We didn’t know it then, but the best part was yet to come. Reaching the highest point of our tour at 2153 meters (7063 feet) meant there was nowhere to go but down. And down we went. And epic descent down Hwy 50, reaching top speeds of about 55 km/h (40 mph), even blasting through the short Cave Rock Tunnel, we were on the final stretches of our ride. However, some rolling hills were still in the way between us and the finish line, and every climb at this point was like poison for our legs. But we had to keep going, no matter what.
Climbing up one of the last ascents at Zephyr Cove meant literally turning around the corner for the home stretch towards the state border and the checkered flag. Once I saw the casinos, which I remembered from when we started, I knew that we were only minutes away. And there it was, the state line, and soon thereafter, after being out there for 6 hours and 22 minutes, we pulled in the driveway of our motel. Tired, exhausted, but happy. If only our motel room hadn’t been on the third floor with no elevator…
Just a few organizational aspects that are worth sharing for folks who want to do this great ride as well.
We both carried two 20 oz. bike bottles with us, I had, in addition to that, my 80 oz. camelbak with me, almost filled to the top. If you are just concerned about staying hydrated, than bringing the camelbak is not really necessary, because there are plenty of options to refill the bottles along the way. I mainly wanted the some convenient way to carry clothing layers, as well as Clif bars, snacks and bike repair/maintenance stuff with me.
As can be easily figured out from the report, we did the loop clockwise, mainly because I figured that being on the side closer to the lake would account for better views and thus being able to easily stop and take pictures.
Because we had anticipated chilling temperatures in the morning, we both started out with wearing a wind breaker bike jacked, with a short sleeved jersey underneath, bike mittens and bike shorts. In addition, I was wearing a short sleeved base layer underneath. It certainly helped at the beginning, but as mentioned above, with the first climb, sun coming out and temperatures rising, we continued in shorts and jersey.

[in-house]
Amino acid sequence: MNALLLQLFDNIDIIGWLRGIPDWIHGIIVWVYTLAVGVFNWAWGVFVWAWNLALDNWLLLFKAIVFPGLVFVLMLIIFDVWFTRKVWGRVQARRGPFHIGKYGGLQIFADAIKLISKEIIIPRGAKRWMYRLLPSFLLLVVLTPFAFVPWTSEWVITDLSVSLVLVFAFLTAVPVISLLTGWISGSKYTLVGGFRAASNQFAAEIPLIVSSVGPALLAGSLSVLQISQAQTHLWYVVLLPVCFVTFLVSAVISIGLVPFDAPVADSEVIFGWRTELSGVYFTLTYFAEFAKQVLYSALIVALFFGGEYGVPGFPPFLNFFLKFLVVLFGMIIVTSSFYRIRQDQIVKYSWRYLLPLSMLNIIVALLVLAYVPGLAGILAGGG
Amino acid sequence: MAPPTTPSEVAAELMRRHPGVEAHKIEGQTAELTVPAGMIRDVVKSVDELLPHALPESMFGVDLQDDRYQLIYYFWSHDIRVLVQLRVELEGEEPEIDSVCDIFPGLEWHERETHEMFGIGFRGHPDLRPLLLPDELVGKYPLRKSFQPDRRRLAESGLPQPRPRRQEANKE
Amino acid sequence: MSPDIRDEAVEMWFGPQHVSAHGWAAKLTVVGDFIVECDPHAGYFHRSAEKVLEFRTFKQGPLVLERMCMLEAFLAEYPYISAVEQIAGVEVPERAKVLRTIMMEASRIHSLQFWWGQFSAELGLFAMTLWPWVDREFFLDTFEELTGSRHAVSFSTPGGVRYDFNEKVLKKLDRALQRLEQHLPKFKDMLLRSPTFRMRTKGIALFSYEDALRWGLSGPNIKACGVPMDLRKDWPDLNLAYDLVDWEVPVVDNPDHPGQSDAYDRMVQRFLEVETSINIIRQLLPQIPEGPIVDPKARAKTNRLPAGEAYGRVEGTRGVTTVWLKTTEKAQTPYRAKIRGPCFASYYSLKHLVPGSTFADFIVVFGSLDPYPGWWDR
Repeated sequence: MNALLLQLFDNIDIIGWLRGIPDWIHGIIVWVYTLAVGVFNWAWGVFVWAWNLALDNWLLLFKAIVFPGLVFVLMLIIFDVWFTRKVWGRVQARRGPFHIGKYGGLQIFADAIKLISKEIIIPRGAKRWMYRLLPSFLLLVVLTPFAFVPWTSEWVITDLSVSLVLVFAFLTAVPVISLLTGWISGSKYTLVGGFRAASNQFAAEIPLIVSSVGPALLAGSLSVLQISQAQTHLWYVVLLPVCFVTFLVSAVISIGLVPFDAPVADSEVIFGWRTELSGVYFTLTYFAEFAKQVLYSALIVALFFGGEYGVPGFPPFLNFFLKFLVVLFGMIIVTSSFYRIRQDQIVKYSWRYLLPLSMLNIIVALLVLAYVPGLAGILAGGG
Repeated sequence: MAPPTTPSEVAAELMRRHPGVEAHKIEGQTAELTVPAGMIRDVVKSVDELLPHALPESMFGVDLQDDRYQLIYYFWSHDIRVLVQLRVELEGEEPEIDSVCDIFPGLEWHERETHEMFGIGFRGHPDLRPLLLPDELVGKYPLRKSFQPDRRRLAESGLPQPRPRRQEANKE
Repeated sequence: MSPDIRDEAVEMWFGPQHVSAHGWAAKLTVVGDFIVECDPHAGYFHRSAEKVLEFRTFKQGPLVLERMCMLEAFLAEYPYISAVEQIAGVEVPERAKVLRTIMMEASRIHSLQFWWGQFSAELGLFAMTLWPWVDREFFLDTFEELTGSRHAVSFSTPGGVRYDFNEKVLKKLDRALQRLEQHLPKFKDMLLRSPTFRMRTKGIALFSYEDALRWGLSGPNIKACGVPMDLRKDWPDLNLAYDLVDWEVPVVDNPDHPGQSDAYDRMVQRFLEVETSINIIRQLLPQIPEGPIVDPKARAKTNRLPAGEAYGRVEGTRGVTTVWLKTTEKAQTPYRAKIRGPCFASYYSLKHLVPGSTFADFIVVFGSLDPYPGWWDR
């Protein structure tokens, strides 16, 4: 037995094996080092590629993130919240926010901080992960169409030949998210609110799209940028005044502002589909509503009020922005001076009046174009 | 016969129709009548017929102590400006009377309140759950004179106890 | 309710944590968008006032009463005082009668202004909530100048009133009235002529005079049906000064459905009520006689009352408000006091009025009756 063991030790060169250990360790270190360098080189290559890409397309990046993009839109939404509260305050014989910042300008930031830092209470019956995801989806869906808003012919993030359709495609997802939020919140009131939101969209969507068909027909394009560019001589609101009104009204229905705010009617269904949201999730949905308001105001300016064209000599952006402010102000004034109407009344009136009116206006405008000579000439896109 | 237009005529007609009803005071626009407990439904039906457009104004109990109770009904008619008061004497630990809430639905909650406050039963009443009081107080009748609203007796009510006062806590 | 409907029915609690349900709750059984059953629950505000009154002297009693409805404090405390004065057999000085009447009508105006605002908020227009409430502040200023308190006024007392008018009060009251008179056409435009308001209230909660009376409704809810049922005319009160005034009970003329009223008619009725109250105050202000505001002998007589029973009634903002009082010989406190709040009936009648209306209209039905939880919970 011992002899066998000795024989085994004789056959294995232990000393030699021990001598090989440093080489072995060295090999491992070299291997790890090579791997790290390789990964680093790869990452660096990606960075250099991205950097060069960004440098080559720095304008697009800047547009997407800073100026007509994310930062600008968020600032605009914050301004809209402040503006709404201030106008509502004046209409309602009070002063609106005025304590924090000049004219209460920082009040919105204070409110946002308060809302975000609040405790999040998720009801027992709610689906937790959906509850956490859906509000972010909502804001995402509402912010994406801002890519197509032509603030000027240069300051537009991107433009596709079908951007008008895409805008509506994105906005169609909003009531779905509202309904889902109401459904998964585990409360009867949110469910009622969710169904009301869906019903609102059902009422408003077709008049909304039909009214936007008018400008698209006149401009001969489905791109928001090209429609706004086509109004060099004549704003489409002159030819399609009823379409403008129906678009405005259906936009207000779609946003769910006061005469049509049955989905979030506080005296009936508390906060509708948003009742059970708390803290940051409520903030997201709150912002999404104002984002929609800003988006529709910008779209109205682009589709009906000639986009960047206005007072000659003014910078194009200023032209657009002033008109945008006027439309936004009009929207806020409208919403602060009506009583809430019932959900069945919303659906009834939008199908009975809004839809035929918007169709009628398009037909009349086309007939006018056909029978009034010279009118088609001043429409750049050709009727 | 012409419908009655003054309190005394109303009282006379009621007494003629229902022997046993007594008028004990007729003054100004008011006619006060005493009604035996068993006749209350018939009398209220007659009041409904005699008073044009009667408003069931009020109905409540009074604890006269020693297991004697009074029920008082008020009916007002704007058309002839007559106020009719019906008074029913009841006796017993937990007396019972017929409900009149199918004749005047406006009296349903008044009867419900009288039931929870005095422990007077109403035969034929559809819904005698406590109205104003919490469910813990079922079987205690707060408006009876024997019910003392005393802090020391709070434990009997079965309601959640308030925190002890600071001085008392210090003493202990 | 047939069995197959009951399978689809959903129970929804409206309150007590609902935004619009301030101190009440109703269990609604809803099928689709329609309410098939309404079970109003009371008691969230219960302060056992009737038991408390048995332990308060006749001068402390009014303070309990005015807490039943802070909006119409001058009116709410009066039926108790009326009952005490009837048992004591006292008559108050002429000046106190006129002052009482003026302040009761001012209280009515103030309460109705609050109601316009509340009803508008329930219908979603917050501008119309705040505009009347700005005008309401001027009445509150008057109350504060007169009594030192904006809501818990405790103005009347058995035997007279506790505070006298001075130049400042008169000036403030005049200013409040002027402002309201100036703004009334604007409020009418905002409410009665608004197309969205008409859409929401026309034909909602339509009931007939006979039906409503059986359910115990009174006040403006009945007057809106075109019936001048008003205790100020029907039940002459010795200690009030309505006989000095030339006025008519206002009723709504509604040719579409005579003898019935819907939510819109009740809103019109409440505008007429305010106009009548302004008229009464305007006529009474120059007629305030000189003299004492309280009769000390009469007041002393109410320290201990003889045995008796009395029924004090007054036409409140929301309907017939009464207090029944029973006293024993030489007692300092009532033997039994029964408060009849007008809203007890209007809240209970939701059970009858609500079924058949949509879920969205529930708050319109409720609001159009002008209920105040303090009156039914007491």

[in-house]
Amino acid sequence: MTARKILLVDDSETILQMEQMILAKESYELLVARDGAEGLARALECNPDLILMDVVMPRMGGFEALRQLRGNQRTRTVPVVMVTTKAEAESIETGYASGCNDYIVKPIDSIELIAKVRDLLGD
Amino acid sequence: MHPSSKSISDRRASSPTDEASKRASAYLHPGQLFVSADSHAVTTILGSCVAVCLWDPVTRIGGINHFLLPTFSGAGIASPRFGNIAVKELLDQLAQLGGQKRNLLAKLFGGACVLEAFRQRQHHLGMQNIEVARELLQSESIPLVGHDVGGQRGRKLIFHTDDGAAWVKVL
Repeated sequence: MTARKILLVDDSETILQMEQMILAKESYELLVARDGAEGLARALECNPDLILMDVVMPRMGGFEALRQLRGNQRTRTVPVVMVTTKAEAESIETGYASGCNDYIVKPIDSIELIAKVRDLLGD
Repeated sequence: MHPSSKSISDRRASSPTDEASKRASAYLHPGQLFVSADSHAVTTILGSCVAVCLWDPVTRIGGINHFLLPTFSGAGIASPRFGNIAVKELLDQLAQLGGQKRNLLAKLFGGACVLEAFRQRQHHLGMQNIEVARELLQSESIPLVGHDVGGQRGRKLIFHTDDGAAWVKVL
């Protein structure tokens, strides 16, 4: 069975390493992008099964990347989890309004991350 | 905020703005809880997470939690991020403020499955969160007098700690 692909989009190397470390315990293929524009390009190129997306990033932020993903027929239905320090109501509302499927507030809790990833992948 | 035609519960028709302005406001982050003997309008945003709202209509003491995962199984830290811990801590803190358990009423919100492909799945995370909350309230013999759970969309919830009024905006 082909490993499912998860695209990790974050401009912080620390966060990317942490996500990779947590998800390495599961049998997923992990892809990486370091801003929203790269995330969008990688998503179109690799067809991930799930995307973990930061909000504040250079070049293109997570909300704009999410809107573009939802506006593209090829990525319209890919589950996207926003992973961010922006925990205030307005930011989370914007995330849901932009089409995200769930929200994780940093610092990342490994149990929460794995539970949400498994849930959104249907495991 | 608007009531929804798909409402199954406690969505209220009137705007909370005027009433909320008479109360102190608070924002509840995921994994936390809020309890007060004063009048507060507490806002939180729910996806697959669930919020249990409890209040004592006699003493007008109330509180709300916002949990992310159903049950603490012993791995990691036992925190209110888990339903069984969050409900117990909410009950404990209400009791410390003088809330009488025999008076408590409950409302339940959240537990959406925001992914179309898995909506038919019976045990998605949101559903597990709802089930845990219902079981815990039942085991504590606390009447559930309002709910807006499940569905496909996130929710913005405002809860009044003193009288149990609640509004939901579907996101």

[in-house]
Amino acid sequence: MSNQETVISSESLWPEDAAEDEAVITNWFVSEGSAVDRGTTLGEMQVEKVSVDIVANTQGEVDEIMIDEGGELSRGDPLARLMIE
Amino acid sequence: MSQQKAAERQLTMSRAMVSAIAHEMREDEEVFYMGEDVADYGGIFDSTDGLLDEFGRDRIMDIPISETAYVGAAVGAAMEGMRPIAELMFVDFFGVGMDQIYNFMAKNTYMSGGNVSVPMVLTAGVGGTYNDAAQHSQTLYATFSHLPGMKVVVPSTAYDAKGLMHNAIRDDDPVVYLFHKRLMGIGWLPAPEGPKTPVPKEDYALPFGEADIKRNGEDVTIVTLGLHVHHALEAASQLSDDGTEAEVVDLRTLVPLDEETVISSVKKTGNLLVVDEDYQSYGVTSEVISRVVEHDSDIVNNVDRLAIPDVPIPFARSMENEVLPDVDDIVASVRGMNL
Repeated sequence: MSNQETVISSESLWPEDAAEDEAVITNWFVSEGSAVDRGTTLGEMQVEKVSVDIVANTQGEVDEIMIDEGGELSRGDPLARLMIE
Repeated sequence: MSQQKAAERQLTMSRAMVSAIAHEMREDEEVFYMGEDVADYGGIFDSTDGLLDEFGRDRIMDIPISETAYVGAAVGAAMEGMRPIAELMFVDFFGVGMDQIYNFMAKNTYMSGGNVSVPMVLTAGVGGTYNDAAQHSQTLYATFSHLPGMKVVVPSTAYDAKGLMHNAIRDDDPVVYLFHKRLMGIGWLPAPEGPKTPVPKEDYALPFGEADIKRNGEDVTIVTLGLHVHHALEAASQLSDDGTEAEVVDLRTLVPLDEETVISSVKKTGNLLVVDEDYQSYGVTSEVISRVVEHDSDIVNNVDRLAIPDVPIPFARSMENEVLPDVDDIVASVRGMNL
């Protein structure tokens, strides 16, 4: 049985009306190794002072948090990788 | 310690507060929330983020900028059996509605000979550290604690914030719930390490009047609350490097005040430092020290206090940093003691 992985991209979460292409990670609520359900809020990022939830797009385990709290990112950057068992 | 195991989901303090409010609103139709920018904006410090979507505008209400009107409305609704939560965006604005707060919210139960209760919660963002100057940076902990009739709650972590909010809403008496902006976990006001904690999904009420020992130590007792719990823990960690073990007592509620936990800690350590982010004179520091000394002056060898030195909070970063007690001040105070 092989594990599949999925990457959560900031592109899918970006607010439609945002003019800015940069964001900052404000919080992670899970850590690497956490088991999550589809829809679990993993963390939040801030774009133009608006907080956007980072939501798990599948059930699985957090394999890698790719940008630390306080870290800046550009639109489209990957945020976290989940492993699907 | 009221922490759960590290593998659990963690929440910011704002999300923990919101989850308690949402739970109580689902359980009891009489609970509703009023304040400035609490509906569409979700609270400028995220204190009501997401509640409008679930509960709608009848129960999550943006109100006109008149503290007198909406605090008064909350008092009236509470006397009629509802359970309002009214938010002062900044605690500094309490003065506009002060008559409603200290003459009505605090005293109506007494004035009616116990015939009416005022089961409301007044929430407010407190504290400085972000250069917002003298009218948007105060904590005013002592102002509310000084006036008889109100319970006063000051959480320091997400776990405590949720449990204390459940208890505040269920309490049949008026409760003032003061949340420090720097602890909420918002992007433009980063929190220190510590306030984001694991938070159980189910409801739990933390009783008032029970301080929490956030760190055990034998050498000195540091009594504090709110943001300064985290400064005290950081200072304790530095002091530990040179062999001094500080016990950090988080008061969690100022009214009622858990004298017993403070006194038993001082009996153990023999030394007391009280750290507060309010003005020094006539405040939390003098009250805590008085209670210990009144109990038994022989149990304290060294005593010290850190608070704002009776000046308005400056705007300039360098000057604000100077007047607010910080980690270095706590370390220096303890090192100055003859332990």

Coming from the San Francisco Bay Area, it was simply most convenient, i.e. closer, to stay at the southern tip of the lake, meaning in South Lake Tahoe. I picked a motel with a low price (it came out to $80 per night) and with decent reviews on TripAdvisor. Any motel will do, really.
Since July and August are historically the hottest in the Tahoe Area, June or September are good alternatives with more welcoming temperatures if you are exercising outside for multiple hours. For this specific trip, which we did beginning of September, the weather turned out to be nearly perfect, with colder temperatures in the morning (44 Fahrenheit), warming up to around 72 Fahrenheit during the day and pretty much sunny up until the last hour of the ride. In the afternoon as well as the next day, thunderstorm clouds rolled in, which brought showers and cooler temperatures. So even though the temperatures get more accommodating, the weather can, unfortunately, also be a little bit more unpredictable. Before you head out to Tahoe, check the weather forecast. If you consider to take the ride as more of a stroll along the lake, with not paying attention to time too much, be sure to check how much daylight you have available and plan accordingly.
Things to do after the ride
Since we did the loop on a Saturday and were planning on heading back to the Bay Area on Sunday, there was still some time left to explore other things in the South Lake Tahoe area. If you are up for another physically demanding challenge, you can hike up Mount Tallac (from South Lake Tahoe, north on Hwy 89 three miles, left onto Fallen Leaf Lake Road. Turn right at “T” and continue to the Glen Alpine Trailhead sign and turn left). If you want to take it a little easier (like we did), you can take a ride with the Heavenly Gondola up to the top of the resort, where you can enjoy great views of the lake and the surrounding mountains. Although with prices starting at $32 for the return trip, the gondola ride might seem equally steep.
- Ride data on Garmin Connect
- Photo set on Flickr
- Another ride description on roadbikerides.com
- Tour de Tahoe: Annual organized bike ride
- South Lake Tahoe: current conditions with average temperatures per month